Image: World Wildlife Fund, Canada
Yet appearances can be deceiving. Indeed, there are quite a few people who would like to rip these super-ordinary looking plants out by their roots. These crops, being embraced by big agriculture in the U.S., carry genes that imbue them with resistance to herbicides and lace their tissues with a bacterial toxin harmless to humans but fatal to pests that may try to feed on them. For corporate farmers, the promise of such genetically modified crops seems clear--higher yields, superior quality, better nutrition and less need for spraying highly toxic and expensive pesticides.
Since the first genetically modified seeds were sold to farmers just a few years ago, the amount of acreage planted has grown exponentially. By the 1998 growing season, it was estimated that genetically altered crops planted in the U.S.--including tomatoes, squash, cotton, canola, corn, soybeans, rapeseed and potatoes--covered an area the size of Scotland. Corn alone, then in its first season after winning regulatory approval, accounted for some 15 million acres. The percentage of genetically modified seed, some experts estimate, is now approaching 40 to 60 percent of all U.S. plantings. More designer seeds are wending their way through the review and approval processes of the Department of Agriculture, the Food and Drug Administration and the Environmental Protection Agency, which regulates pesticides.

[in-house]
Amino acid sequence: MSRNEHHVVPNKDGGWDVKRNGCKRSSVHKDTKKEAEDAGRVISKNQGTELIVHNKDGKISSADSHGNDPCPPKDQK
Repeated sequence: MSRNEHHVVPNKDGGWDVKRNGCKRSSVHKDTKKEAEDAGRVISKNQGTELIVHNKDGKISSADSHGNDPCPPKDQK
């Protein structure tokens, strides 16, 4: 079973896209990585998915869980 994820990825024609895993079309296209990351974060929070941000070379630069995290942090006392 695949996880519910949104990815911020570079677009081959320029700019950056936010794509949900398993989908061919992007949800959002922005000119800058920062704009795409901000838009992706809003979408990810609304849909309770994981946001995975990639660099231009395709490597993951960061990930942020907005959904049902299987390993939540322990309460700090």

It is almost a certainty that practically everyone living in the U.S. has eaten some food that contained the produce of a gene-spliced plant. That's enough to make some people gag.
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On the front lines of the controversy these days is Monsanto Inc. The agrochemical giant has developed a line of seeds that are resistant to its multi-billion dollar a year herbicide, Roundup, and carry a gene from a soil bacterium called Bacillus thuringiensis. The organism produces a toxin that makes plants the last repast of common insect pests.
In theory, at least, Monsanto's scheme would appear to be a boon to humanity. The gene conferring resistance to Roundup, a chemical known as glyphosate, allows farmers to spray fields with a broad-spectrum herbicide that will spare only the selected crop. And this ability in turn lets farmers optimize their use of "no-till" agriculture, a tactic that can reduce soil erosion by an estimated 70 percent.